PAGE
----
The Outlaw Josey Wales
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Clint Eastwood's fifth directorial effort, The Outlaw Josey Wales (1976), appeared in the bicentennial year of 1976 when a heavy rotation of Westerns made a return to the movie theaters. Breakheart Pass, The Missouri Breaks, Buffalo Bill and the Indians and The Shootist were a few of the other Westerns that appeared alongside Eastwood's film, his second Western as director, after High Plains Drifter in 1973. What makes The Outlaw Josey Wales different from those other fine films is the distinction of bridging two distinct eras, that of the classic Western - pictures by John Ford, Howard Hawks, Anthony Mann, et al - and those of the New Hollywood that tolerated personal visions shot outside the structure of the studio system. While Eastwood wasn't the first of the new generation of filmmakers to make quality Westerns, he was among the first to use classically-held motifs of the Western - the lone hero who must stand apart from the civilization that he protects - and turn them on their head, but without entirely subverting them (such as Robert Altman does in 1971's McCabe and Mrs. Miller). Nor did he inject a new tone or approach that did not feel authentic for a Western milieu, such as the contemporary humor in Butch Cassidy and the Sundance Kid (1969). In his book Directed by Clint Eastwood: Eighteen Films Analyzed, author Lawrence Knapp writes of Eastwood's style of Western: "Like (John) Ford's melancholy and wistful Westerns, Eastwood's films question the codes that constitute American cinema and society without degenerating into impassioned, dogmatic critiques of the system or human nature."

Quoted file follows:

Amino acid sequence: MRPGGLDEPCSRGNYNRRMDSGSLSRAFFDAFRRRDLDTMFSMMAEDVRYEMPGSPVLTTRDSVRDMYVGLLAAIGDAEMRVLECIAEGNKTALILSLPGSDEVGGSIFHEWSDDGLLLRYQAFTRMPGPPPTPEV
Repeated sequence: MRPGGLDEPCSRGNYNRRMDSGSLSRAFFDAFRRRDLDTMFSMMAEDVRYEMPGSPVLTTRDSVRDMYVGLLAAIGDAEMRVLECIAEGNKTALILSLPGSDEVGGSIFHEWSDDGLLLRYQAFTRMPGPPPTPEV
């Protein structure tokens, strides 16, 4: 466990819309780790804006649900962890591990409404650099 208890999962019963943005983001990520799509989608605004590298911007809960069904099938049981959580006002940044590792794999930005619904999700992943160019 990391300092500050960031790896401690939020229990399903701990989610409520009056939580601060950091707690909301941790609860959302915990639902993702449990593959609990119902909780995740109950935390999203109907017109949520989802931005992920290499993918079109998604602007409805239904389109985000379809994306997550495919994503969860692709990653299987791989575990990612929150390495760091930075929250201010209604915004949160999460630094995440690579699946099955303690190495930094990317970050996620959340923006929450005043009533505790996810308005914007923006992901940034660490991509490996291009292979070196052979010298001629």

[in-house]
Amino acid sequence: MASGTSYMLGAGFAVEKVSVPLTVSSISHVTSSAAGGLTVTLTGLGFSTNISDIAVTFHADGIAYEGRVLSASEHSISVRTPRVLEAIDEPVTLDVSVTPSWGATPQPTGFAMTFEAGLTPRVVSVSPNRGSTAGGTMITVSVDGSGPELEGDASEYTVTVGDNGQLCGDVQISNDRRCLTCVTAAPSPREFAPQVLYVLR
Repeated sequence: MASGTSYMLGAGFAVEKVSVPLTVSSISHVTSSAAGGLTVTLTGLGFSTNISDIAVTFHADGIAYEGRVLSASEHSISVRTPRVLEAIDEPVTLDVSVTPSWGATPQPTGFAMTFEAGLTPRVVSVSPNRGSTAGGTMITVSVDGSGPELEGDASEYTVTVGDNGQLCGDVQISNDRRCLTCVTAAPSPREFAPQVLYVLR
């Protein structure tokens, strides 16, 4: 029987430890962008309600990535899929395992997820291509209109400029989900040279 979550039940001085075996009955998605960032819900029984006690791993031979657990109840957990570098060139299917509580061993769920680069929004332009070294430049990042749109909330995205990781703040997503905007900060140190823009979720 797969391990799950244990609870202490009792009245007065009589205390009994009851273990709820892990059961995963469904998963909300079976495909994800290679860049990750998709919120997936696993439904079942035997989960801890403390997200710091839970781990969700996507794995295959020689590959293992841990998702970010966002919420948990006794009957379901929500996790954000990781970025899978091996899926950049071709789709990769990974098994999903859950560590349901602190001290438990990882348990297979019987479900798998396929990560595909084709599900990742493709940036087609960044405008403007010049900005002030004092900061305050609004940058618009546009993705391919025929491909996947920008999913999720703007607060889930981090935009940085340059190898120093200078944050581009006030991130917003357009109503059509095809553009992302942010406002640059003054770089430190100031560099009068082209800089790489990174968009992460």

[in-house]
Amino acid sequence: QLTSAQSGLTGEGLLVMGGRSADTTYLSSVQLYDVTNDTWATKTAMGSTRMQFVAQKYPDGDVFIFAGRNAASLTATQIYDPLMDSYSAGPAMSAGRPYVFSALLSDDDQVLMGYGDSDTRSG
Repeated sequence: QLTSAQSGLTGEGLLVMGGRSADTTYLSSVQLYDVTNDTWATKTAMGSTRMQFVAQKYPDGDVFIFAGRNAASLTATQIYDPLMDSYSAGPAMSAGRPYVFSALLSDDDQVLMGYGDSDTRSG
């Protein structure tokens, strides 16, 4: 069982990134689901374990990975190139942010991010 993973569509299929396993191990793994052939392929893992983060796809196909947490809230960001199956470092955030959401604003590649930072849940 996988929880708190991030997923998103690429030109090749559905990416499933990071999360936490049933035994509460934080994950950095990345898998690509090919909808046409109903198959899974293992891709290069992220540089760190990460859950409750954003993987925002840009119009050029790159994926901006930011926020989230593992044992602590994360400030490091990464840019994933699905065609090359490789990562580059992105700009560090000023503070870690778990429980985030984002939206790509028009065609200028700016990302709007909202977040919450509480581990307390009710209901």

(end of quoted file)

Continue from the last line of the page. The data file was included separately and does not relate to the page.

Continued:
While High Plains Drifter was bleak and symbolic, The Outlaw Josey Wales--the film and the character-is a man at war with himself, one who doubts his humanity, mourns his past, and kills the hated. The film opens as Wales (Eastwood) peacefully tends to his Missouri farm with his young son in the quiet cool of the ending day. Soon, a vicious band of Union marauders, led by Captain Terrill (Bill McKinney), takes away his whole world. His family is murdered. His home destroyed. Wales is left for dead with a saber gash on his face, a perpetual reminder of his loss. After he buries his family, Wales unearths what appears to be the only thing he ever owned that was untouched by flames and death: a pair of pistols. In a scene that is echoed later in Eastwood's Academy Award-winning Unforgiven (1992), Wales prepares himself for his new path with target practice, until his aim is deadly and sure. Wales joins up with a band of Confederate avengers, led by "Bloody" Bill Anderson (played by John Russell, who'd go on to play the central villain in Eastwood's penultimate Western in 1985, Pale Rider), and lives a life of brutality and revenge for the duration of the war.